Even though some of his videos are pretty tool-ish, IraqVeteran8888 on YouTube has a video response to that woman's death in their "Gun Gripes" series titled Range Jerks or something like that and they do a great job of admonishing the chauvinistic d-bags that convince small women and inexperienced shooters into shooting these huge revolvers.

    Whoever talked her into shooting that thing should be under review by the local DA for culpability in her death.
    “There are three kinds of men. The one that learns by reading. The few who learn by observation. The rest of them have to pee on the electric fence for themselves.” – Will Rogers
  • SlanteyedshootistSlanteyedshootist Senior Member Posts: 3,947 Senior Member
    When I take new people to the range I always stand to one side and have one hand behind their back and one up and to one side of the gun ready to grab if they rise. Doesn't matter to me if they are young or old, male or female, big or small. If they don't like it, they can sit in the corner and watch everyone else. At our annual machine gun shoot, we have a lot of new people shooting guns for the first time. We Range Officers are always right there, often surrounding the shooter and ready to control the firearm. We have had NO injuries in 25 years. Anyone who doesn't want to comply with our rules and actions doesn't shoot.
    The answer to 1984 is 1776
  • Gene LGene L Senior Member Posts: 11,624 Senior Member
    We Range Officers are always right there, often surrounding the shooter and ready to control the firearm.

    Make sure you leave a little room in front.:rotflmao:
    Concealed carry is for protection, open carry is for attention.
  • zorbazorba Senior Member Posts: 23,392 Senior Member
    If I were to shoot something like a .500, I'd want a single round in the gun the first time. Maybe even the second and third. Ya don't know what its really like until you do it - nothing wrong with one round at a time for a bit.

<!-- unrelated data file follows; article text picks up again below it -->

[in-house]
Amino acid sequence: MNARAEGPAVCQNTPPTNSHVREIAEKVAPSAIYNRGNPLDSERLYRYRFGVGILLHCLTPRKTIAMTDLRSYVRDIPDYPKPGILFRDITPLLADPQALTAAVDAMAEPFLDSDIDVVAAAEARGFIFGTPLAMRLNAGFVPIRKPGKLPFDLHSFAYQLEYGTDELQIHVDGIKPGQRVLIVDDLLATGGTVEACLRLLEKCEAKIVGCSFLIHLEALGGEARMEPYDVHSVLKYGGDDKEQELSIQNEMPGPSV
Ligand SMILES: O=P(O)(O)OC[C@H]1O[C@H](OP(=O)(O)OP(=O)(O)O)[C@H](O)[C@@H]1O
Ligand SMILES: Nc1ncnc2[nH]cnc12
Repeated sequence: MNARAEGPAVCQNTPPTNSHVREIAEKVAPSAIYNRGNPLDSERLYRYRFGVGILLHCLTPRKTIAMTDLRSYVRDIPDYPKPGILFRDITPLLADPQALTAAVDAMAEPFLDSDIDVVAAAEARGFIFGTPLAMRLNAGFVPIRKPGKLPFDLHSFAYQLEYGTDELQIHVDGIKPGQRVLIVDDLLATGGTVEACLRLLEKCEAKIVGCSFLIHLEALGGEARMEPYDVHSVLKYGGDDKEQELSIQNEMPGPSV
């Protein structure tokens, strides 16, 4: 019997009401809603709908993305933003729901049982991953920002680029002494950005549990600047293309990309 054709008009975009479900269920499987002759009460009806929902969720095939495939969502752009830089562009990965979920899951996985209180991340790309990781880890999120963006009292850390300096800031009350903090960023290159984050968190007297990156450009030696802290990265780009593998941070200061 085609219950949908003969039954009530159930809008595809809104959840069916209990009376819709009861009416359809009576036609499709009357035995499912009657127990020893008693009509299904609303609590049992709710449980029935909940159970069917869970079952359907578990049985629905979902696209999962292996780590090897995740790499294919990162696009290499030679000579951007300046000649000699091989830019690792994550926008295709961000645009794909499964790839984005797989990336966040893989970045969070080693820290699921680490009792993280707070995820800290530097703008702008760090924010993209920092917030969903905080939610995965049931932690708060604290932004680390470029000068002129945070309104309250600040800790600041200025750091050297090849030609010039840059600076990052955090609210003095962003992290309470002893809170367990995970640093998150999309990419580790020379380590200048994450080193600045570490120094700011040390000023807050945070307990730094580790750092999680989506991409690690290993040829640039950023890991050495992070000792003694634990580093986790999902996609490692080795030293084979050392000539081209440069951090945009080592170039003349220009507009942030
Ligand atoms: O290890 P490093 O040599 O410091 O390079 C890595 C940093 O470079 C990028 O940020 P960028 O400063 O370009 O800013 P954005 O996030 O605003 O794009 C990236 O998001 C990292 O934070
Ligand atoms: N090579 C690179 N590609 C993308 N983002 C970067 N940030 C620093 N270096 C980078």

-Zorba, "The Veiled Male"

    "If you get it and didn't work for it, someone else worked for it and didn't get it..."
  • tennmiketennmike Senior Member Posts: 27,288 Senior Member
    zorba wrote: »
    If I were to shoot something like a .500, I'd want a single round in the gun the first time. Maybe even the second and third. Ya don't know what its really like until you do it - nothing wrong with one round at a time for a bit.

    With a revolver, nothing wrong with loading every other chamber. Harder to 'double clutch' with an empty chamber as the next one up.
      I refuse to answer that question on the grounds that I don't know the answer”
    ― Douglas Adams
  • BufordBuford Senior Member Posts: 6,708 Senior Member
    That's what I do now.
    Just look at the flowers Lizzie, just look at the flowers.
  • zorbazorba Senior Member Posts: 23,392 Senior Member
    That makes sense.
    -Zorba, "The Veiled Male"

    "If you get it and didn't work for it, someone else worked for it and didn't get it..."
  • SlanteyedshootistSlanteyedshootist Senior Member Posts: 3,947 Senior Member
    Gene L wrote: »
    We Range Officers are always right there, often surrounding the shooter and ready to control the firearm.

    Make sure you leave a little room in front.:rotflmao:

    Ah so, that explains why my hair is parted in the middle.
    The answer to 1984 is 1776